We've detected that you're using an ad content blocking browser plug-in or feature. Ads provide a critical source of revenue to the continued operation of Silicon Investor. We ask that you disable ad blocking while on Silicon
Investor in the best interests of our community. If you are not using an ad blocker but are still receiving this message, make sure your browser's tracking protection is set to the 'standard' level.
Now the research team — including Justin Wright, doctoral student in physics, Camp Hill, Pennsylvania — is working to improve the quality of the graphene and scale the laboratory process to an industrial level. They are upgrading some of the equipment to make it easier to get graphene from the chamber in seconds — rather than minutes — after the detonation. Accessing the graphene more quickly could improve the quality of the material, Sorensen said.
First use of graphene to detect cancer cells December 19, 2016, by Bill Burton news.uic.edu
What can’t graphene do? You can scratch “detect cancer” off of that list.
By interfacing brain cells onto graphene, UIC researchers have shown they can differentiate a single hyperactive cancerous cell from a normal cell, pointing the way to developing a simple, noninvasive tool for early cancer diagnosis.
“This graphene system is able to detect the level of activity of an interfaced cell,” said Vikas Berry, associate professor and head of chemical engineering, who led the research along with Ankit Mehta, assistant professor of clinical neurosurgery in the UIC College of Medicine.
“Graphene is the thinnest known material and is very sensitive to whatever happens on its surface,” Berry said. The nanomaterial is composed of a single layer of carbon atoms linked in a hexagonal chicken-wire pattern, and all the atoms share a cloud of electrons moving freely about the surface.
“The cell’s interface with graphene rearranges the charge distribution in graphene, which modifies the energy of atomic vibration as detected by Raman spectroscopy,” Berry said, referring to a powerful workhorse technique that is routinely used to study graphene.
The atomic vibration energy in graphene’s crystal lattice differs depending on whether it’s in contact with a cancer cell or a normal cell, Berry said, because the cancer cell’s hyperactivity leads to a higher negative charge on its surface and the release of more protons.
“The electric field around the cell pushes away electrons in graphene’s electron cloud,” he said, which changes the vibration energy of the carbon atoms. The change in vibration energy can be pinpointed by Raman mapping with a resolution of 300 nanometers, he said, allowing characterization of the activity of a single cell.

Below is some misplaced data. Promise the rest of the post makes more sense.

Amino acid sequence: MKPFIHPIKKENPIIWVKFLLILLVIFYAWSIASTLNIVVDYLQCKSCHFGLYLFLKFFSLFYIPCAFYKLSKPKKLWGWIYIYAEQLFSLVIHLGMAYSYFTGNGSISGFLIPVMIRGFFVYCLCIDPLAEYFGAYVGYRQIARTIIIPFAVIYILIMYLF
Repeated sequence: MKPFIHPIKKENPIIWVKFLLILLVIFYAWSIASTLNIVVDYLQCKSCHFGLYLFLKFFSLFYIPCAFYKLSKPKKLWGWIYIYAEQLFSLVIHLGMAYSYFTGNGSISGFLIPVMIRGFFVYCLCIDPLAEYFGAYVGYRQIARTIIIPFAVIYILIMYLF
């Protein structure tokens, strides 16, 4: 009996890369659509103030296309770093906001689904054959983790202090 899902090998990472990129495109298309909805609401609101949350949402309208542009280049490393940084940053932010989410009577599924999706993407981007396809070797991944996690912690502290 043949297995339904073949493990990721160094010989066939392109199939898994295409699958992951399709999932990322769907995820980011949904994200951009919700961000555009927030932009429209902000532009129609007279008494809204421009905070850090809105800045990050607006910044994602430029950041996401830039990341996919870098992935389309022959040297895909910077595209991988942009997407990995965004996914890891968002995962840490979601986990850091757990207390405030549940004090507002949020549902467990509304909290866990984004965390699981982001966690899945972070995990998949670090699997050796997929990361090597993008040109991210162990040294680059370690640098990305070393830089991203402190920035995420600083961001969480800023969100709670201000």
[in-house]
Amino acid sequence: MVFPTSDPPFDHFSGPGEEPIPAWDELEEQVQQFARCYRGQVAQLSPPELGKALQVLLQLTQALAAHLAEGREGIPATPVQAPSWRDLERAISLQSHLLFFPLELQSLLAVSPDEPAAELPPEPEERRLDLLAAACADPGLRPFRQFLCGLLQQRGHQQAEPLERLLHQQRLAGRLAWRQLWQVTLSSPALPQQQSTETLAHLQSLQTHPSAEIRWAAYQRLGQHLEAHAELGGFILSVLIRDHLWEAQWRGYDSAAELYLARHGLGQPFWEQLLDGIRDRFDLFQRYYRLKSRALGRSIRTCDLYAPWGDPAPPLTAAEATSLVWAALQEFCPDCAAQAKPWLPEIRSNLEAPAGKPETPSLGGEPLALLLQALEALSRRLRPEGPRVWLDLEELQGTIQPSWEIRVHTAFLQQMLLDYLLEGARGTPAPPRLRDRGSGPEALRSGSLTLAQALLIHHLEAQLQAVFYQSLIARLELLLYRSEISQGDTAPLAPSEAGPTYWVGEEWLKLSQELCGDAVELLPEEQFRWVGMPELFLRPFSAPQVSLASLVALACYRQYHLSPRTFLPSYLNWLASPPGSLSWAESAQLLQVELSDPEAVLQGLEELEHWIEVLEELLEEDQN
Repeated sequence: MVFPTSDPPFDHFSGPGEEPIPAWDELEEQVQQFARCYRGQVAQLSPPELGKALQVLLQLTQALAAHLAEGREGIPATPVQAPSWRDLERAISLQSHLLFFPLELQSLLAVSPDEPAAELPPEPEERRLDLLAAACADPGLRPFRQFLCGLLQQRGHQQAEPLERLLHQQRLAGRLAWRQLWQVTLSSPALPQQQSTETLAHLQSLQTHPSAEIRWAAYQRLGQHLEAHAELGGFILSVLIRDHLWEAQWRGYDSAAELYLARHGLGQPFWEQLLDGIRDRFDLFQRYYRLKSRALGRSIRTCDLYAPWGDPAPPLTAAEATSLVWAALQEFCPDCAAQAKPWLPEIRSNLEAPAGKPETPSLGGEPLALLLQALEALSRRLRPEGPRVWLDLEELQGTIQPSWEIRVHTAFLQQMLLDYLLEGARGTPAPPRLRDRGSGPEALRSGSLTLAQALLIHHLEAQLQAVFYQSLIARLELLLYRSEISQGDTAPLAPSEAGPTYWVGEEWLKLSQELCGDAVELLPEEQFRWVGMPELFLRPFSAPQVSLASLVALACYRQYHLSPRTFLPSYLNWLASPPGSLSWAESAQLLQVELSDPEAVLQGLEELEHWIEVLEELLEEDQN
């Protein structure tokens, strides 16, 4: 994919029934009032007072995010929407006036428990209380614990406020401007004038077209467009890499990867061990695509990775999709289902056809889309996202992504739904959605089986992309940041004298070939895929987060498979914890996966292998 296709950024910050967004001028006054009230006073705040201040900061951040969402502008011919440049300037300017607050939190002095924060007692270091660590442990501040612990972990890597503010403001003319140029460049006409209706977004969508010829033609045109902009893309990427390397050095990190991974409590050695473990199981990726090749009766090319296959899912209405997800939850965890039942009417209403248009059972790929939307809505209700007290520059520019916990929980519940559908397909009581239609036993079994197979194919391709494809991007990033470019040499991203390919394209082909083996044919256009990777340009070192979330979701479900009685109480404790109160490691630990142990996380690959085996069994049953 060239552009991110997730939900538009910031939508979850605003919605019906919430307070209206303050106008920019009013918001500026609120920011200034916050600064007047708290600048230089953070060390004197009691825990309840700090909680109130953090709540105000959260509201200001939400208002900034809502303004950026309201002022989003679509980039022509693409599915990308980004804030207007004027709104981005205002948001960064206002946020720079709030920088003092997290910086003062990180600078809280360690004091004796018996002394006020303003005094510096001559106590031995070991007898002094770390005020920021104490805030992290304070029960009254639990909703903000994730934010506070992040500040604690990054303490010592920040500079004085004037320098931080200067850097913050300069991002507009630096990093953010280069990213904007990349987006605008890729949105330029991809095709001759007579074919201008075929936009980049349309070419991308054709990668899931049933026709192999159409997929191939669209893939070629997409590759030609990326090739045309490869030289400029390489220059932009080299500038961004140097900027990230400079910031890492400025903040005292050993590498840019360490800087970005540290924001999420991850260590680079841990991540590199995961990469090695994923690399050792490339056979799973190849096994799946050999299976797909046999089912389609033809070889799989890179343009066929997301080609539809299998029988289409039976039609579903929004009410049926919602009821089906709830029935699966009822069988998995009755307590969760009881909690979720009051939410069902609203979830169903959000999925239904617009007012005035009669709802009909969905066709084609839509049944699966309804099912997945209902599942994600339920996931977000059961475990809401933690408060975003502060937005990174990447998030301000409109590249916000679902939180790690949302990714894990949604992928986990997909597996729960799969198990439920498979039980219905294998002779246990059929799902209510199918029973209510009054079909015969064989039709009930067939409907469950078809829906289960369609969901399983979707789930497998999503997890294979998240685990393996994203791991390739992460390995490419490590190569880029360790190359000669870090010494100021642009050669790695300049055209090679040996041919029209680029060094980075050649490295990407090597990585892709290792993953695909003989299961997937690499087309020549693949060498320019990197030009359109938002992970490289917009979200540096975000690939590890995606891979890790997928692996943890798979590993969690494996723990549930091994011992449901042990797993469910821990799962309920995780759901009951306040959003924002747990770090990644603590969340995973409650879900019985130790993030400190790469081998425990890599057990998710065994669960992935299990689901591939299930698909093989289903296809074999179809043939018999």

The study, reported in the journal ACS Applied Materials & Interfaces, looked at cultured human brain cells, comparing normal astrocytes to their cancerous counterpart, the highly malignant brain tumor glioblastoma multiforme. The technique is being studied in a mouse model of cancer, with results that are “very promising,” Berry said. Experiments with patient biopsies would be further down the road.
“Once a patient has brain tumor surgery, we could use this technique to see if the tumor relapses,” Berry said. “For this, we would need a cell sample we could interface with graphene and look to see if cancer cells are still present.”
The same technique may also work to differentiate between other types of cells or the activity of cells.
“We may be able to use it with bacteria to quickly see if the strain is Gram-positive or Gram-negative,” Berry said. “We may be able to use it to detect sickle cells.”
Last year, Berry and other coworkers introduced nanoscale ripples in graphene, causing it to conduct differently in perpendicular directions, useful for electronics. They wrinkled the graphene by draping it over a string of rod-shaped bacteria, then vacuum-shrinking the germs.
“We took the earlier work and sort of flipped it over,” Berry said. “Instead of laying graphene on cells, we laid cells on graphene and studied graphene’s atomic vibrations.”
Co-authors on the study are Bijentimala Keisham and Phong Nguyen of UIC chemical engineering and Arron Cole of UIC neurosurgery.
Hi-Tech Machine Enables new Graphene Purification Technique
A revolutionary machine that can unboil an egg is being used to develop graphene purification technology.
Researchers from Flinders University in South Australia along with Western Australian company First Graphite Ltd will use the dynamic Vortex Fluidic Device (VFD) to produce high-quality graphene for industrial use.
already up over 300% this week on official Panasonic order -------
Saint Jean Carbon Inc. Ranked Top Technology Breakout Candidate
At the forefront of the next generation of batteries, able to refine graphite to atomic and near-atomic levels.